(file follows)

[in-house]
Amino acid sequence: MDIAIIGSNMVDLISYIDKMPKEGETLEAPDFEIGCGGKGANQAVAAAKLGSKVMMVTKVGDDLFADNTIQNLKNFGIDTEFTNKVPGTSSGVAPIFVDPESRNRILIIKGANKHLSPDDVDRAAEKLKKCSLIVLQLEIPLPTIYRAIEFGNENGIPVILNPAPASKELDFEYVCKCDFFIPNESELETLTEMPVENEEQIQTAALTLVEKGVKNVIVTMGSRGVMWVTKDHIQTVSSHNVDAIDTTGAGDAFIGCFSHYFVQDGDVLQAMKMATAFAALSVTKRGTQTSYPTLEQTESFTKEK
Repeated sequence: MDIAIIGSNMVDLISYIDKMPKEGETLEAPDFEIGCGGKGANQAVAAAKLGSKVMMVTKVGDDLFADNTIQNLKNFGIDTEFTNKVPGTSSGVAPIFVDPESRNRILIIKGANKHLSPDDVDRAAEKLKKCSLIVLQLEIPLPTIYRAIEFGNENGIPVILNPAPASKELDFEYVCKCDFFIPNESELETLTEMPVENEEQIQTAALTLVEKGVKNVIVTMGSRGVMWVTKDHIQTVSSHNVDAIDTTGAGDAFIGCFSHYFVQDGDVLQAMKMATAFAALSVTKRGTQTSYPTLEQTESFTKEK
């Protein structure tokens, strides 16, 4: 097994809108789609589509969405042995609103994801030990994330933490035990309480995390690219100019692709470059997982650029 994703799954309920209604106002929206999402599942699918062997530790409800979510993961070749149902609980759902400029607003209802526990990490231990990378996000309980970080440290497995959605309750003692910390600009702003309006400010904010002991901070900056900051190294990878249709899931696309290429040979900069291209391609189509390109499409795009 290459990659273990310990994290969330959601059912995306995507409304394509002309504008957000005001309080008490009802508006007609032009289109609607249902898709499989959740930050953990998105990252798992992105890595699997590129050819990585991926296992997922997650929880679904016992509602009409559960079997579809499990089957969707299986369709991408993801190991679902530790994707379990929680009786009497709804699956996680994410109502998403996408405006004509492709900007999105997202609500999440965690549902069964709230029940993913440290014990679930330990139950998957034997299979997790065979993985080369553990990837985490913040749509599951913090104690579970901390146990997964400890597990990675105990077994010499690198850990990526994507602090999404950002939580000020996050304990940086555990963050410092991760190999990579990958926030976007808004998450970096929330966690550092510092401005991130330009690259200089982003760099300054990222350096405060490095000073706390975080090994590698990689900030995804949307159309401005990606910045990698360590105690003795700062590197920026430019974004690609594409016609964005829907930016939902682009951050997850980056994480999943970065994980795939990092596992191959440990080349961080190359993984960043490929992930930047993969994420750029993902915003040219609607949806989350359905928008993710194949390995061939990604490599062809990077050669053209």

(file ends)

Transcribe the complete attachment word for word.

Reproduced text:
[in-house]
Amino acid sequence: MDIAIIGSNMVDLISYIDKMPKEGETLEAPDFEIGCGGKGANQAVAAAKLGSKVMMVTKVGDDLFADNTIQNLKNFGIDTEFTNKVPGTSSGVAPIFVDPESRNRILIIKGANKHLSPDDVDRAAEKLKKCSLIVLQLEIPLPTIYRAIEFGNENGIPVILNPAPASKELDFEYVCKCDFFIPNESELETLTEMPVENEEQIQTAALTLVEKGVKNVIVTMGSRGVMWVTKDHIQTVSSHNVDAIDTTGAGDAFIGCFSHYFVQDGDVLQAMKMATAFAALSVTKRGTQTSYPTLEQTESFTKEK
Repeated sequence: MDIAIIGSNMVDLISYIDKMPKEGETLEAPDFEIGCGGKGANQAVAAAKLGSKVMMVTKVGDDLFADNTIQNLKNFGIDTEFTNKVPGTSSGVAPIFVDPESRNRILIIKGANKHLSPDDVDRAAEKLKKCSLIVLQLEIPLPTIYRAIEFGNENGIPVILNPAPASKELDFEYVCKCDFFIPNESELETLTEMPVENEEQIQTAALTLVEKGVKNVIVTMGSRGVMWVTKDHIQTVSSHNVDAIDTTGAGDAFIGCFSHYFVQDGDVLQAMKMATAFAALSVTKRGTQTSYPTLEQTESFTKEK
């Protein structure tokens, strides 16, 4: 097994809108789609589509969405042995609103994801030990994330933490035990309480995390690219100019692709470059997982650029 994703799954309920209604106002929206999402599942699918062997530790409800979510993961070749149902609980759902400029607003209802526990990490231990990378996000309980970080440290497995959605309750003692910390600009702003309006400010904010002991901070900056900051190294990878249709899931696309290429040979900069291209391609189509390109499409795009 290459990659273990310990994290969330959601059912995306995507409304394509002309504008957000005001309080008490009802508006007609032009289109609607249902898709499989959740930050953990998105990252798992992105890595699997590129050819990585991926296992997922997650929880679904016992509602009409559960079997579809499990089957969707299986369709991408993801190991679902530790994707379990929680009786009497709804699956996680994410109502998403996408405006004509492709900007999105997202609500999440965690549902069964709230029940993913440290014990679930330990139950998957034997299979997790065979993985080369553990990837985490913040749509599951913090104690579970901390146990997964400890597990990675105990077994010499690198850990990526994507602090999404950002939580000020996050304990940086555990963050410092991760190999990579990958926030976007808004998450970096929330966690550092510092401005991130330009690259200089982003760099300054990222350096405060490095000073706390975080090994590698990689900030995804949307159309401005990606910045990698360590105690003795700062590197920026430019974004690609594409016609964005829907930016939902682009951050997850980056994480999943970065994980795939990092596992191959440990080349961080190359993984960043490929992930930047993969994420750029993902915003040219609607949806989350359905928008993710194949390995061939990604490599062809990077050669053209």